The wait time in line at Walt Disney World’s Epcot theme park was over six hours, the kind of line that forms for the debut of a high-end attraction.
Waiting for the hundreds of extremely determined fans at the other end: a purple plastic popcorn bucket in the shape of a dragon named Figment. The buckets sold for $25 for a limited time — a maximum of two per person — and soon went on sale online for up to $270.
“Popcorn buckets are popular. Figment merchandise is in short supply,” said Jay Cisco, a solutions architect from Winter Garden, Florida, who stood in line with hundreds of people on a Friday in January. “Combine the two and it’s a perfect chaotic cocktail for capitalism.”
Disney has rarely produced merchandise featuring Figment, a character from an Epcot attraction called Journey Into Imagination that opened in the 1980s. So when the company released a vague teaser ad featuring the dragon on her TikTok channel, which has more than 4.3 million subscribers, she’s sparked the kind of fan frenzy that sometimes erupts over Disney memorabilia.
The buckets went on sale at Epcot’s International Festival of the Arts, which opened Jan. 14 and runs through Feb. 21. They sold out on January 17. They are still selling on online auction site EBay for up to $145.
Disney fans are notoriously dedicated fans, and their commitment extends to the merchandise the company strategically distributes to generate brand buzz and big revenue. Plastic figurines are becoming coveted collectibles, selling second-hand on sites such as EBay and Mercari at huge markups.
“I think I really enjoyed collecting sets from my favorite movies or my favorite attractions, so that when I watch them, it brings back fun memories and makes me feel connected to a place I love” said Johanna Beaven, 25, a marketing assistant in London who has been collecting Disney figurines since she was 12.
Beaven estimates she spent more than $2,500 on her collection, which includes several hundred Mickey Mouse-shaped figurines adorned with the faces of other Disney characters.
If the rush for limited-edition Disney merchandise means anything to you, it’s because new bindings break out every few years.
A collection of dolls with oversized heads, known as Funkos, was the focus of fans several years ago, with several resales for almost $5,000 each. In 2017, golden Minnie Mouse ears became fashionable, as did the Mickey-shaped figurines Beaven collects — known as Vinylmation dolls — around 2012.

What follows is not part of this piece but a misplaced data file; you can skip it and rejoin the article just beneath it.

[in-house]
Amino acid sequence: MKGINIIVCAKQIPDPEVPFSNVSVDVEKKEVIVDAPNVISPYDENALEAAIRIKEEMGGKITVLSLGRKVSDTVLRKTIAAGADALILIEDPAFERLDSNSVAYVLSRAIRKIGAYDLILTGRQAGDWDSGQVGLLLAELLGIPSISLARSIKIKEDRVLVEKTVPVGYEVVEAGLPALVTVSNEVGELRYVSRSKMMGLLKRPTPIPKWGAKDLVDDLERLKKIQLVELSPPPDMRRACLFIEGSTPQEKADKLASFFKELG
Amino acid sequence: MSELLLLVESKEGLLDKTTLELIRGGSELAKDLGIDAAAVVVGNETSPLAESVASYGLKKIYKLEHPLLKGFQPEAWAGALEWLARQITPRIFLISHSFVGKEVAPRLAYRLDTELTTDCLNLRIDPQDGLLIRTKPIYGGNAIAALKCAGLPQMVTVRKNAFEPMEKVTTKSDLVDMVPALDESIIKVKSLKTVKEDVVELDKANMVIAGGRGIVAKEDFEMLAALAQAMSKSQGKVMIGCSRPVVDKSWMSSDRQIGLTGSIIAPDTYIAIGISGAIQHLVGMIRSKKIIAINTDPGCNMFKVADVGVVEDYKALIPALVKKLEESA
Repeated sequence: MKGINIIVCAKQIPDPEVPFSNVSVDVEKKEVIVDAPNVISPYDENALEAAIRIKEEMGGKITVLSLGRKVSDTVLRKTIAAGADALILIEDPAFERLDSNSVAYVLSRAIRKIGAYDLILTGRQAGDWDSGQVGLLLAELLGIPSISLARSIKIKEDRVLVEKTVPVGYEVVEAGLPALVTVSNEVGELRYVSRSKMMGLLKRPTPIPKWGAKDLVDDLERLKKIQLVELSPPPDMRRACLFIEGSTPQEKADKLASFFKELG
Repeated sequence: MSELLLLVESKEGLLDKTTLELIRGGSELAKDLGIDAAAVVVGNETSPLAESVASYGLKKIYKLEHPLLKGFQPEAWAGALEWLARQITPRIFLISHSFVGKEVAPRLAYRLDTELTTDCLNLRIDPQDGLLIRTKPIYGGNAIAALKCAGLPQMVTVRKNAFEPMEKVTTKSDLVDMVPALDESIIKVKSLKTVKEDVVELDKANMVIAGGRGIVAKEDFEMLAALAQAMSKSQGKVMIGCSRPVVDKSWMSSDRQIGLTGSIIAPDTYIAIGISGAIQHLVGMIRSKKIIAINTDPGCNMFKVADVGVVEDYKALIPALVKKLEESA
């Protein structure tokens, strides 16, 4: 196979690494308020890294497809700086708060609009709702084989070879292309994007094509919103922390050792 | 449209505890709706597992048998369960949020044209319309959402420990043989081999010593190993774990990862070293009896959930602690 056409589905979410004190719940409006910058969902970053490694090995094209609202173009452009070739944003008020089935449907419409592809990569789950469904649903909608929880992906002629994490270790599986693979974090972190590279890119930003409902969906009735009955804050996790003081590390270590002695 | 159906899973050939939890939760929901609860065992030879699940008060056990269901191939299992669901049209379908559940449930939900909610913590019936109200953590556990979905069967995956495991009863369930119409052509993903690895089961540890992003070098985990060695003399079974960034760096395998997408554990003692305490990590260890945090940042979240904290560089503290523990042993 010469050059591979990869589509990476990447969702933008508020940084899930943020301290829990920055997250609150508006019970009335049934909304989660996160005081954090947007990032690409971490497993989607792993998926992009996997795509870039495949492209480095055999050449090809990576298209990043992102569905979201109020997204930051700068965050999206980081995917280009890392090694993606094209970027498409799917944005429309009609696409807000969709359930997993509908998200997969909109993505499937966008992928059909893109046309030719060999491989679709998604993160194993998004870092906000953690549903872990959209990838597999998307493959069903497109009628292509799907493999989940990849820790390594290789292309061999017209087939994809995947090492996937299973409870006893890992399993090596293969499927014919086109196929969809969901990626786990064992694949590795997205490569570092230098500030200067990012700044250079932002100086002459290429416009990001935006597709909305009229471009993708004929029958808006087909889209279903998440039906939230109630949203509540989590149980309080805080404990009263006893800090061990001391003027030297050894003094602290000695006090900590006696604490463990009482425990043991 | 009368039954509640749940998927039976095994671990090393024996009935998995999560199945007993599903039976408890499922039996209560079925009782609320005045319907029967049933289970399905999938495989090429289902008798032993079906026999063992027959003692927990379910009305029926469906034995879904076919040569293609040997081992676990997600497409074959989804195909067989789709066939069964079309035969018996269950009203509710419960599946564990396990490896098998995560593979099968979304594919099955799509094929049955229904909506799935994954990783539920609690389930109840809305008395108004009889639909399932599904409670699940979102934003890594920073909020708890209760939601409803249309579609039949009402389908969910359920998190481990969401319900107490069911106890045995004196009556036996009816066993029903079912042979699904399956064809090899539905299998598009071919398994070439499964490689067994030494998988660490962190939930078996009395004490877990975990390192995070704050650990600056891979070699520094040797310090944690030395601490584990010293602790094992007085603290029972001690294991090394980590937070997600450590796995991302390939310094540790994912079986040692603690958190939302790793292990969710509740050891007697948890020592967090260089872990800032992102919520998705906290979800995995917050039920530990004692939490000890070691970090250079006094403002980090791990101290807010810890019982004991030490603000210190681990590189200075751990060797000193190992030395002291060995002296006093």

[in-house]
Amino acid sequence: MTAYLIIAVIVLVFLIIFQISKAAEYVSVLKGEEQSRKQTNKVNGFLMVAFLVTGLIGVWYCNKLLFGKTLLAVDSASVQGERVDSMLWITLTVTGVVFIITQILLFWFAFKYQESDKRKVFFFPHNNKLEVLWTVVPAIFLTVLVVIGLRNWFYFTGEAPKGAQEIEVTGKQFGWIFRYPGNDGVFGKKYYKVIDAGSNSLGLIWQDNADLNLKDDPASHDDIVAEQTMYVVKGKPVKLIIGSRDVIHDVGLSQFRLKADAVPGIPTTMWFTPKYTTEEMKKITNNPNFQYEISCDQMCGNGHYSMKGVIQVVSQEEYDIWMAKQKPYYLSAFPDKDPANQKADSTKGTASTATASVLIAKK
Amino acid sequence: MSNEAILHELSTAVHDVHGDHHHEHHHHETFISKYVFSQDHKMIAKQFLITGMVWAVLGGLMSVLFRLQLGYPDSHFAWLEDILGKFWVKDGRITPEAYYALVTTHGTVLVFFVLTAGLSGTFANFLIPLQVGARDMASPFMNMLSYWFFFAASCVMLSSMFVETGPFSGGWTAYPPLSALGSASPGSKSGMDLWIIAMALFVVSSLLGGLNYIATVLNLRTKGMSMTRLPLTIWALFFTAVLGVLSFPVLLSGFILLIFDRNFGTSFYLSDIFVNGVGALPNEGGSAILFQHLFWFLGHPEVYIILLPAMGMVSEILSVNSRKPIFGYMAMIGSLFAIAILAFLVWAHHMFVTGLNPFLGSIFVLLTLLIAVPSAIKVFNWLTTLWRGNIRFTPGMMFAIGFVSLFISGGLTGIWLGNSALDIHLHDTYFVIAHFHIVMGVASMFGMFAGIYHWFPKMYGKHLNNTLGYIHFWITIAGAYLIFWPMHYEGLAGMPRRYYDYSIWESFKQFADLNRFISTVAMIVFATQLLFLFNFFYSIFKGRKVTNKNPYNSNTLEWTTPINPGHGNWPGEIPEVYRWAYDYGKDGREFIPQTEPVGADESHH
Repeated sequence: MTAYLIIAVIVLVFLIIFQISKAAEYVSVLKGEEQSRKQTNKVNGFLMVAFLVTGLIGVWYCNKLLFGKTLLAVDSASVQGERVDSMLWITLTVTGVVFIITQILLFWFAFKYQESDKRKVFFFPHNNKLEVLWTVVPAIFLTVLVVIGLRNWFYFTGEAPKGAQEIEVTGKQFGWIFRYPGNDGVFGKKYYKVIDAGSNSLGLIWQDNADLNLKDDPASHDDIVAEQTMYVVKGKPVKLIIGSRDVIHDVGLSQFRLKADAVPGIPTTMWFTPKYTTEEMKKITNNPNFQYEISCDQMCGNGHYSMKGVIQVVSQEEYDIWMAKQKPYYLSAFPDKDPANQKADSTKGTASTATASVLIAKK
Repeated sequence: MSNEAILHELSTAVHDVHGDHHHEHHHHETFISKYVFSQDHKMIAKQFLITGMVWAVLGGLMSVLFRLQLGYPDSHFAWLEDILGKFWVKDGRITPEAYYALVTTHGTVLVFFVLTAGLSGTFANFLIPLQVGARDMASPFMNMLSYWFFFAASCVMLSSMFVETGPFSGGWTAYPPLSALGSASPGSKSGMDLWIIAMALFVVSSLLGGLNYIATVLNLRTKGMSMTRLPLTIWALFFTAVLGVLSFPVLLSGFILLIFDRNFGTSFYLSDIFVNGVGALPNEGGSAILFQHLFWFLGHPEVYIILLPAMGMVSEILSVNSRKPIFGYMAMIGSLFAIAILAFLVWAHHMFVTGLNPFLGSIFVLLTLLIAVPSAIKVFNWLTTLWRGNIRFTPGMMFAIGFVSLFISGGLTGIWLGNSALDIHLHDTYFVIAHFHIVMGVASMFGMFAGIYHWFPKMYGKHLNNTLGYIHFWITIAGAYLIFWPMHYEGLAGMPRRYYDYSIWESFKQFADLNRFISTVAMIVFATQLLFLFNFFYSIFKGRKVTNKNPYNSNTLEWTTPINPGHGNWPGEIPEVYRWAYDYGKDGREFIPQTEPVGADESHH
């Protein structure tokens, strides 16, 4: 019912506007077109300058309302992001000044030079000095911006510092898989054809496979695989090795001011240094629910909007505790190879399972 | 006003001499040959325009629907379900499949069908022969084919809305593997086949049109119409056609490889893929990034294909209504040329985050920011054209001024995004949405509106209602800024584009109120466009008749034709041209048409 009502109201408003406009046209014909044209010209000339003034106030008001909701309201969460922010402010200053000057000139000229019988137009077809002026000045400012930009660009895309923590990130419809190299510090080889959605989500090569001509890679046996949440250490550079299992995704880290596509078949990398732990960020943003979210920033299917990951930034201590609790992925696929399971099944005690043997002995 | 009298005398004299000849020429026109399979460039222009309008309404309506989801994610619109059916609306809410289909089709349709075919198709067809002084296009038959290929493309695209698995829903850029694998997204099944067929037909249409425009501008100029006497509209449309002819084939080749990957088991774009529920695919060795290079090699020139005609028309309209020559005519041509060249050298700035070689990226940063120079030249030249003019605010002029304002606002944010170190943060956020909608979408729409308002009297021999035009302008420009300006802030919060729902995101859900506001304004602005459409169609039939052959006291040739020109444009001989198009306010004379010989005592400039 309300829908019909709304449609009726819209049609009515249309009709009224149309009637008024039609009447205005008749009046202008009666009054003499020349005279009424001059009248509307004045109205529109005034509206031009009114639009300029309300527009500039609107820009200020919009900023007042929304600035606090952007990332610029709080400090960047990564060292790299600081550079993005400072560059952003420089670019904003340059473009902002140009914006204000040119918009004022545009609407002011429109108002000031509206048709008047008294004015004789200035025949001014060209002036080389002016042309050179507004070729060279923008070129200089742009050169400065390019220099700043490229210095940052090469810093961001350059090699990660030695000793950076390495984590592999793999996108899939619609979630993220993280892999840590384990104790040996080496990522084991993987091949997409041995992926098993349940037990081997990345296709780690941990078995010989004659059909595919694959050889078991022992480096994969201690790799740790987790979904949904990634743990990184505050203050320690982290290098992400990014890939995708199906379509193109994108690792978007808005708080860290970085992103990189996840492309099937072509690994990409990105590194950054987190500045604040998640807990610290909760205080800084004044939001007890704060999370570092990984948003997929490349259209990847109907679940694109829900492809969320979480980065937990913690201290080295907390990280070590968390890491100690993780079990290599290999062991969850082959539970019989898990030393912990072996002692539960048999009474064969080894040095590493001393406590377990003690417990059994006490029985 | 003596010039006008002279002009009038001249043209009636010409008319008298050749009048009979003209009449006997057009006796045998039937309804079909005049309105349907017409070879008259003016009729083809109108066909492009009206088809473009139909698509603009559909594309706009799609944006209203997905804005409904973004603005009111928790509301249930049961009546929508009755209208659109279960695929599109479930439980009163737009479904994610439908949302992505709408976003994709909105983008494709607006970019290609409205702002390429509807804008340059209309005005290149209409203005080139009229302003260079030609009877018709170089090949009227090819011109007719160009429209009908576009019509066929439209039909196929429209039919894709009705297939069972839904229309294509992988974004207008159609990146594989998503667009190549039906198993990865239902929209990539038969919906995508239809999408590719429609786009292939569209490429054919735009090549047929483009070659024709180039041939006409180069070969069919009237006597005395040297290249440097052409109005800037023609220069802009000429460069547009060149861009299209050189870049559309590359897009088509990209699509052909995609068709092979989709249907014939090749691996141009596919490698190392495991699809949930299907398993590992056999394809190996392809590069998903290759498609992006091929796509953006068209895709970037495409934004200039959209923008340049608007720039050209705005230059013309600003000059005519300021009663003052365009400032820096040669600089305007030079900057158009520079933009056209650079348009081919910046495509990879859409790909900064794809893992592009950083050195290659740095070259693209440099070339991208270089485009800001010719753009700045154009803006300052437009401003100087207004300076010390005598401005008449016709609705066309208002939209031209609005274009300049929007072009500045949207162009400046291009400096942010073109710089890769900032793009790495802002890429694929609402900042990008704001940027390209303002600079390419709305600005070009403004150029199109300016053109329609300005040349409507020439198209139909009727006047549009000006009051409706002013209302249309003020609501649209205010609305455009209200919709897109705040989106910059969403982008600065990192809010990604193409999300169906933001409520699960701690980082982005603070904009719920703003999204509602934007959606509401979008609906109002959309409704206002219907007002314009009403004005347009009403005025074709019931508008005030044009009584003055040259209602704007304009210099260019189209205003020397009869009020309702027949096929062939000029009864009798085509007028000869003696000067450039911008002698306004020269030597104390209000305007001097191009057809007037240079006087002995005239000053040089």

And then there was the fascination last year with pins marking the 50th anniversary of Walt Disney World in Orlando, Florida. Every few years, crowds gather to buy limited-edition tiki-style mugs at Trader Sam’s Enchanted Tiki Bar at Disneyland in Anaheim and Walt Disney World.
Merchandise sales typically generate about 20% of theme park revenue, industry experts said. This increases when parks offer new souvenirs, clothing, and hats related to a new attraction opening, birthday, new character launch, or party.
Merchandise releases have become bigger — and more effective — productions in recent years thanks to social media, through which theme parks or Disney influencers with tens of thousands of followers preview and promote products.
In the TikTok video posted by Disney Parks on Jan. 6, a person wearing Mickey ears teasingly sings, “I know something you don’t know, I know something you’ll never know,” while making a gesture to a photo of the Figment Popcorn Bucket in the backdrop. The video was “liked” by nearly 80,000 viewers.
Disney collectors are die-hard fans whose “life revolves around Disney,” said Janet Wasko, a media studies professor at the University of Oregon who has written a book on the appeal of the Disney brand. .
“These are the people who put Disney front and center in their lives, at important events like birthdays and weddings,” she said.